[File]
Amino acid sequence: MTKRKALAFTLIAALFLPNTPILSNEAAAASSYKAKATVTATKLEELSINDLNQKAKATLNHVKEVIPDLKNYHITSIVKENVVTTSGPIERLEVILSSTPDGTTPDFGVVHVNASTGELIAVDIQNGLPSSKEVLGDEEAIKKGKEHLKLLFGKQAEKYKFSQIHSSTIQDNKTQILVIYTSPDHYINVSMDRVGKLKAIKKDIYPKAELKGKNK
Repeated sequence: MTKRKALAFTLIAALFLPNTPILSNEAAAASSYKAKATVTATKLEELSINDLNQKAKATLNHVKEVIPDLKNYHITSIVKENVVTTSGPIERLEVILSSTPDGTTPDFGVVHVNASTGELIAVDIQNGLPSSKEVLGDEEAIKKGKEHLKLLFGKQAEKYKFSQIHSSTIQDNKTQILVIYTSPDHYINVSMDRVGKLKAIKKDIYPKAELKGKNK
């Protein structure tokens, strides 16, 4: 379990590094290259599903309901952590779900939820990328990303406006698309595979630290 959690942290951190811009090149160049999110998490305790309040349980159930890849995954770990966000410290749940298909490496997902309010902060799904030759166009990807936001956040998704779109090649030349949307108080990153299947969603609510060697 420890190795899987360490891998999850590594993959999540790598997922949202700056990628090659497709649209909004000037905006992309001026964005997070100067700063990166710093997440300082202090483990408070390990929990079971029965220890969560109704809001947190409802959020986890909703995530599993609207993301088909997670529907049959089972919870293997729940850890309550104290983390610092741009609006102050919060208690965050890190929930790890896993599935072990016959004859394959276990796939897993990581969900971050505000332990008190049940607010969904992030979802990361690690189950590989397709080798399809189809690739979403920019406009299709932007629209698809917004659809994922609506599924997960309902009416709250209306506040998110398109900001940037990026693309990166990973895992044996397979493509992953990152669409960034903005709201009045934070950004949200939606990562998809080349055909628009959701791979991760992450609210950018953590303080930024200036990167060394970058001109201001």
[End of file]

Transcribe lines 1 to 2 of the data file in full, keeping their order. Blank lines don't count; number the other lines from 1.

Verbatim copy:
Amino acid sequence: MTKRKALAFTLIAALFLPNTPILSNEAAAASSYKAKATVTATKLEELSINDLNQKAKATLNHVKEVIPDLKNYHITSIVKENVVTTSGPIERLEVILSSTPDGTTPDFGVVHVNASTGELIAVDIQNGLPSSKEVLGDEEAIKKGKEHLKLLFGKQAEKYKFSQIHSSTIQDNKTQILVIYTSPDHYINVSMDRVGKLKAIKKDIYPKAELKGKNK
Repeated sequence: MTKRKALAFTLIAALFLPNTPILSNEAAAASSYKAKATVTATKLEELSINDLNQKAKATLNHVKEVIPDLKNYHITSIVKENVVTTSGPIERLEVILSSTPDGTTPDFGVVHVNASTGELIAVDIQNGLPSSKEVLGDEEAIKKGKEHLKLLFGKQAEKYKFSQIHSSTIQDNKTQILVIYTSPDHYINVSMDRVGKLKAIKKDIYPKAELKGKNK